Halle Berry graces us with her presence on screen in Moonfall, which is just the latest of many different feature film projects in which the former model has starred. To honor her accomplishments as an actress, we look back at how her career began.
Halle Berry is an African-American actress who has transformed a successful modeling career into an even more successful career in films and television. She became one of the highest-paid actresses in the mid 2000’s, and even won an Academy Award for her work in the 2001 film, Monster’s Ball (becoming the first African-American to do so). But Berry isn’t just defined by the success of her films and the accolades she has received for her looks, she has become an activist by taking part in several different campaigns, and is a spokesperson for Revlon.
On screen, Halley has been featured in many different types of films. From comedies such as Bulworth to action movies like Executive Decision. She starred as a Bond girl in Die Another Day, and helmed a television show Extant. By far her most famous role is as the comic book superhero Storm in the X-Men franchise. She has been featured as the same character in 4 different films.
But Berry didn’t transform from a model with no experience to an A-list celebrity overnight. This is the story of how Halle Berry’s success came about as a result of having a dream and working to make it a reality….
In The Beginning…
Maria Halle Berry was born on August 14th 1966 in Cleveland, Ohio. Her mother was an English immigrant who was a nurse, and her father was a hospital attendant. Berry’s father was abusive to her mother and left the family when Berry was a young child, and has not been a part of her life since. Her mother moved Berry and her sister to the suburbs where she attended schools that were predominantly white. Because of this environment, Berry experienced discrimination from a young age, and it inspired her to want to prove her worth to others.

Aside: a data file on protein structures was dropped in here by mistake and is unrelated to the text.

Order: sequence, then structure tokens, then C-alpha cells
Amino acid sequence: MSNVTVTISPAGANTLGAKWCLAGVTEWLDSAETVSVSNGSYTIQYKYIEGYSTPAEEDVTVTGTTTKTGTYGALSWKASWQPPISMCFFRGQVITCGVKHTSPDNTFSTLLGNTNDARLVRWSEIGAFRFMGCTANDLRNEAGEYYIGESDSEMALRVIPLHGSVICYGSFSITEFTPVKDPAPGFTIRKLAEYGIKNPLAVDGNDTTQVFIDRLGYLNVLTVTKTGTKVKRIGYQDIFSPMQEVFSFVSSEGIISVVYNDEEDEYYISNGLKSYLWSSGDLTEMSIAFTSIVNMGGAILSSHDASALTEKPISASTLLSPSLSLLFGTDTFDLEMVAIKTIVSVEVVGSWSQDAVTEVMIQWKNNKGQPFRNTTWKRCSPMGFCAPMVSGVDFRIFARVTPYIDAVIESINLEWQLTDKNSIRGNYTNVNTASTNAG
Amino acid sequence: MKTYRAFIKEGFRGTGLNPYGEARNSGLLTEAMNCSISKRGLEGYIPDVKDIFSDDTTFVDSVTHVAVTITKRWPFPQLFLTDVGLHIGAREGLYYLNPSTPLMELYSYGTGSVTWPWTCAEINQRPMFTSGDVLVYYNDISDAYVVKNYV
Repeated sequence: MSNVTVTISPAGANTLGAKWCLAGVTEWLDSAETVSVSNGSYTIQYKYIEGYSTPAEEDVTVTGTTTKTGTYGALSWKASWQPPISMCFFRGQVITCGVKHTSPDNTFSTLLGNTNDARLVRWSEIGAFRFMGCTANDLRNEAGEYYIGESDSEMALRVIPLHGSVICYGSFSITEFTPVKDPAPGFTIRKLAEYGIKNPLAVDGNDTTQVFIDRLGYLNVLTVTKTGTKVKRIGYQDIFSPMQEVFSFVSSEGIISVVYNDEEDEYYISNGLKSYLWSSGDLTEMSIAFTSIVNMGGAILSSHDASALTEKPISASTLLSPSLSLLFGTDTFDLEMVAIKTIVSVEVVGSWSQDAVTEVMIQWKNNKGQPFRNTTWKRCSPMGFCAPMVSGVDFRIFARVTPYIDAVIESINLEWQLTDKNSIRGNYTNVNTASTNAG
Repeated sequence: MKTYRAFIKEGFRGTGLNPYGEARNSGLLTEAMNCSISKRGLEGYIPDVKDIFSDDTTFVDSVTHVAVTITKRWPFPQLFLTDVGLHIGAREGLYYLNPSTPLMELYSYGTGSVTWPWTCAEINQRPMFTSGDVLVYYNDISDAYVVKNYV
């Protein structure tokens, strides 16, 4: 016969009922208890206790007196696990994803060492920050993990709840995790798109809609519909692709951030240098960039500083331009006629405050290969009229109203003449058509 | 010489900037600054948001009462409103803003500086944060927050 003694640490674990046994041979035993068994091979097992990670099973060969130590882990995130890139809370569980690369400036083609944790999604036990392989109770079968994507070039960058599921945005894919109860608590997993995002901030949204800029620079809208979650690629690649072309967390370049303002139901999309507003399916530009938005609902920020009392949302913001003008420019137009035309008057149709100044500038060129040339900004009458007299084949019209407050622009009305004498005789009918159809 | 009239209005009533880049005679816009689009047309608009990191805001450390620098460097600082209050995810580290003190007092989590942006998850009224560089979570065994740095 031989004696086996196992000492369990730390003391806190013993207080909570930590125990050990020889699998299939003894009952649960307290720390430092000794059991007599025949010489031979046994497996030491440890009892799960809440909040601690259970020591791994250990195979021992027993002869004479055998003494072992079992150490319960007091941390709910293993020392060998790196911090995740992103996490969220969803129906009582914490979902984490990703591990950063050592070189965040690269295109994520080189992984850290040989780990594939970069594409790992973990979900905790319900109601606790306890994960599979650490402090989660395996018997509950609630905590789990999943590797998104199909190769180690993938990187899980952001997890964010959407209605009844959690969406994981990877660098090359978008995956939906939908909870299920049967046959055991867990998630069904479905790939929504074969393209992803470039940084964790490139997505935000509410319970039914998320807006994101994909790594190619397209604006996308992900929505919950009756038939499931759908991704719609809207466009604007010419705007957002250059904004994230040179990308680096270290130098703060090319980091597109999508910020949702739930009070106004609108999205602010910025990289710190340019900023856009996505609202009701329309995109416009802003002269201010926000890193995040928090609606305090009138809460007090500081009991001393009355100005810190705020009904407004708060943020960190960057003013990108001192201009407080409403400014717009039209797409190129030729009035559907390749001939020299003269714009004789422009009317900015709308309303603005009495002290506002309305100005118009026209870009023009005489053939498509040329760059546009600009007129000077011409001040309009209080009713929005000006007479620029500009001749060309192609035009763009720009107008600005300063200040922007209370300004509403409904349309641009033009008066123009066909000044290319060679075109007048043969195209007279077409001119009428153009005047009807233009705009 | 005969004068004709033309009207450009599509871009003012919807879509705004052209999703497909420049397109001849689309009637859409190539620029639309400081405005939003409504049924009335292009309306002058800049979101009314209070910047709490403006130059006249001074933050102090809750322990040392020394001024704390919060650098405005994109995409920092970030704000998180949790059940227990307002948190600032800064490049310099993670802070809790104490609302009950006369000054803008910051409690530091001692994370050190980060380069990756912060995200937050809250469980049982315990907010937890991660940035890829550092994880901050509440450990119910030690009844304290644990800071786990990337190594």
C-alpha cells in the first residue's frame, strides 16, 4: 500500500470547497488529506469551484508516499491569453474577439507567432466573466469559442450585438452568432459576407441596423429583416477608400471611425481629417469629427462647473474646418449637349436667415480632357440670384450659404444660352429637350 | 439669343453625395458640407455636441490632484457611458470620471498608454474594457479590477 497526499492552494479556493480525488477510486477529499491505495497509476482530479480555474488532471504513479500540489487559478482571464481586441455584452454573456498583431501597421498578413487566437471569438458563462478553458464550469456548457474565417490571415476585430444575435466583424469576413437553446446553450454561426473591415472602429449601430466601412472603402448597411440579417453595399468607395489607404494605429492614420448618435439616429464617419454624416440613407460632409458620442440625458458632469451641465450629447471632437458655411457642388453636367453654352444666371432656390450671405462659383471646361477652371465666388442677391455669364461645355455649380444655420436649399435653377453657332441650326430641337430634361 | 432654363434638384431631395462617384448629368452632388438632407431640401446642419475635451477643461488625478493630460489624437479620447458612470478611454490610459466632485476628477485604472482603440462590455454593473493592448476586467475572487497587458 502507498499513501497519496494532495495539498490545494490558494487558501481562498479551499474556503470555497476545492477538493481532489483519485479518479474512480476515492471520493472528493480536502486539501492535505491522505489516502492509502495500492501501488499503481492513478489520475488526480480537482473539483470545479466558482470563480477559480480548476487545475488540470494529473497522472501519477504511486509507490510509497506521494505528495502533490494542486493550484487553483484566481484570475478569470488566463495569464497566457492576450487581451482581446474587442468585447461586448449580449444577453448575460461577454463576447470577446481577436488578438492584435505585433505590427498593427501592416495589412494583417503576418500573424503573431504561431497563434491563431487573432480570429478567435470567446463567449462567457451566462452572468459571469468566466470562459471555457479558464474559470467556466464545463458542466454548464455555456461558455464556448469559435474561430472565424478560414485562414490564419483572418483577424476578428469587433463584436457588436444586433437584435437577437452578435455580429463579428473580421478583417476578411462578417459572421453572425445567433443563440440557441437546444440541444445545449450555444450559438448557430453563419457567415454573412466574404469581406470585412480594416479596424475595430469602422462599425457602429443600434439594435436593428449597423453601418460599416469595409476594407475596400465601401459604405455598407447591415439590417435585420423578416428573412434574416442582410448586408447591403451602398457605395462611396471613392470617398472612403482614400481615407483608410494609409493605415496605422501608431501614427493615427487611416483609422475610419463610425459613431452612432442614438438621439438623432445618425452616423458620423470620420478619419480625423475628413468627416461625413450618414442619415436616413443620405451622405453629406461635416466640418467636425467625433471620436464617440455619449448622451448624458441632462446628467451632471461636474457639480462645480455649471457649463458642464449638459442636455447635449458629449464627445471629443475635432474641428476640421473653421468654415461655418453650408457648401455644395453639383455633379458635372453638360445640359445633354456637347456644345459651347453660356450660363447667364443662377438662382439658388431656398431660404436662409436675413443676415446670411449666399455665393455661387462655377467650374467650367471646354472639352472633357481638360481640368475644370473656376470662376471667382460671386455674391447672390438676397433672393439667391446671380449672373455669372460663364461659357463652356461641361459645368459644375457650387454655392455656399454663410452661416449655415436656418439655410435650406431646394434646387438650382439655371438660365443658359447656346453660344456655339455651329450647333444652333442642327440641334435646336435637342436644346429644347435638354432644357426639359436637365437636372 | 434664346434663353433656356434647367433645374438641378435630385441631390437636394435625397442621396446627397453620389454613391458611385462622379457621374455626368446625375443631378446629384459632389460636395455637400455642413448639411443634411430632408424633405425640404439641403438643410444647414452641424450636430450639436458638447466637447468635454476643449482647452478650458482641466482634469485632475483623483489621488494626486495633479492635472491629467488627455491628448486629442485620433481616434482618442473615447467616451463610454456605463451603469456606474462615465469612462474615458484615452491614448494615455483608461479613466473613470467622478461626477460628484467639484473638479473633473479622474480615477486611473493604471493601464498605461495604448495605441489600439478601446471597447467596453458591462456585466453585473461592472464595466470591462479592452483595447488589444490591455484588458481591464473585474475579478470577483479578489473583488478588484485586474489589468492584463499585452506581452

This drive led Berry to be heavily involved in afterschool programs as she grew up. She was an honor student, cheerleader, newspaper editor, and prom queen. As a teenager, Berry competed in several beauty contests. She was featured in Miss Teen All American in 1985, and Miss Ohio USA in 1986. Later that year she became runner-up in the Miss USA pageant. She also entered into the Miss World pageant where she finished sixth. It was during this time that Berry began considering a career in entertainment.
Starting a Career…
Berry attended Cuyahoga Community College in Cleveland with the intent to become a news reporter. However, she decided to transition to acting and did not finish her degree. She left to go to New York City in 1989 and become an actress full time. Without much experience, she struggled at first, but began winning jobs. Her first major role was on the short-lived television show Living Dolls. After that show was cancelled, Berry moved to Los Angeles to find more work.
She was a guest star on the Dallas spinoff Knots Landing before getting a minor role in Spike Lee’s Jungle Fever in 1991. From there her career took off. She accepted her first supporting role in Strictly Business, a comedy, before becoming Eddie Murphy’s love interest in Boomerang. Boomerang became a huge hit, and it provided Berry with a lot of exposure to mainstream audiences. Soon she began featuring in more high-profile projects.
In 1993, Halle showed off her dramatic chops by starring in the TV movie Queen: The Story of an American Family, and she had a minor role in the 1994 family film The Flintstones. Over the next few years she continued to work in comedies and dramas, including Losing Isaiah, Race the Sun, B*A*P*S, and Executive Decision, her first action film. She went on to star in more serious movies such as Bulworth, and Why Do Fools Fall in Love
Despite an active career, Halle hadn’t really broken into the mainstream. Things would change for her over the next few years, starting in 1999 when she starred, co-produced, and promoted the HBO biography Introducing Dorothy Dandridge, which told the story of the first African-American to be nominated for an Academy Award. The film was critically acclaimed and won several awards, including an Emmy for Berry’s performance.
Berry’s work in this film made her stand out, and she was suddenly in demand for a multitude of high-profile projects. The following year she would feature in the three most important roles in her career, first a supporting role in Swordfish, followed by her portrayal of Storm in X-Men, and her Academy Award-winning performance in Monster’s Ball. After 2001, there were no questions about Berry’s abilities as a bonafide movie star…